Which television to buy? That always seems to be the question when there are competing television technologies out there to confuse consumers. For about the past 10 or 15 years or so, TV buyers had to answer the question, “plasma or LCD?,” until plasma televisions went the way of the Dodo bird.

Today, the majority of televisions being sold use liquid crystal display (or LCD, so I guess we know who won that argument in the end), although the various companies that make TVs tend to give them fancier names like LED, QLED and Super UHD TVs. The only real exception on the market today are OLED televisions, which use Organic Light Emitting Diode technology instead. And, although they seem similar (hey, they both have LED in the name, so how different can they be, right?), I’ll answer the burning question that’s on every consumer’s mind these days: Is an OLED TV the same as a LED TV?

What is LED?

As stated earlier, LED stands for light emitting diode. These diodes create light by moving electrons through a semi-conductor. It all sounds pretty sci-fi for the average consumer, but essentially LEDs are what backlight LCD televisions. These diodes can get really bright, and really small, however not so small that they can be used as the pixels of a television set. Pixels, in case you weren’t aware, are the tiny dots of light that make up a television’s screen. Since the LEDs aren’t small enough to be used as pixels, they are instead used to illuminate clusters of pixels. Make sense?

What is OLED

Organic light emitting diodes (OLED) are completely different, even though they sound similar. OLEDs, as the name implies, are made with organic materials that light up when electricity is run through them. Their unique technology allows OLEDs to be made much more thinner and smaller than conventional LEDs that they can be used as individual pixels. On OLED televisions, millions of these organic diodes fill your screen, and more importantly, they can each be lit up or shut off completely independently from each other.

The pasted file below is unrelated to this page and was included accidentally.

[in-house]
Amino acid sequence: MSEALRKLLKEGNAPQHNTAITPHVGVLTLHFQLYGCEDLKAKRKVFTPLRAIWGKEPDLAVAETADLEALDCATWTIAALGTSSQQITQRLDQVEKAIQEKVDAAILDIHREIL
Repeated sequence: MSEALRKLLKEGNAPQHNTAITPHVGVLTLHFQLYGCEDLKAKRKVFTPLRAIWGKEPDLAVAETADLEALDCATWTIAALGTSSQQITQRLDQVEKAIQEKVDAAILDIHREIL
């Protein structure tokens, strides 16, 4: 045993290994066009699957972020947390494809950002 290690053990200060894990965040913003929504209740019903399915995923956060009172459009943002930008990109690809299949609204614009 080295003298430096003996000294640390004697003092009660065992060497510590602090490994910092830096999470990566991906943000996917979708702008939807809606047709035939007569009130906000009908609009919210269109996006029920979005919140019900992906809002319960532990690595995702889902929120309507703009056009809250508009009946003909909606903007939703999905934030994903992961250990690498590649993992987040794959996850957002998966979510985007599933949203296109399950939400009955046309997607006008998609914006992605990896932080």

What’s the Big Difference Between OLED and LED?

As an OLED TV’s pixels can be shut off independently, that means when they are off, they are completely off. As in, totally black. And anyone who knows anything about a television screen knows that a display’s ability to produce the darkest blacks is quite possibly the most important factor when choosing a screen. The reason being that deeper blacks produce a much higher contrast and far richer colours, and thereby a superior and more realistic-looking image.

Another plus for OLED technology is that since these diodes/pixels can be turned off or on individually, an OLED set has a much better response time, meaning less motion blur and fewer artifacts onscreen. OLEDs are also lighter and thinner than LEDs, traditionally, and use less energy.

Brightness is another story. LEDs are extremely bright, although with such high contrast ability, OLEDs do offer bright screens, too. But, LEDs are really bright, and that type of TV works well in any type of room, be it bright or darkened. OLEDs really work best in a darkened room. Another plus on the LED side is they are still being made in larger sizes than OLEDs for the moment. LEDs are also less expensive, mostly.

And now that you have a little more of a grasp on the differences between the two technologies, and know that an OLED Tv is not the same as a LED TV, make sure you check out the selection of OLED televisions and LED televisions available at Best Buy.

I am an award-winning writer, freelance journalist and blogger who is a self-confessed geek and tech lover. When not playing the latest video games or salivating over the newest gadgets, I enjoy cooking for my family, mountain biking or snowboarding the deep powder on Whistler Mountain.


  1. I really loved the clarity of OLED TVs. I hope they get cheaper in next few years so i can buy one. Thank you for sharing the differentiation.

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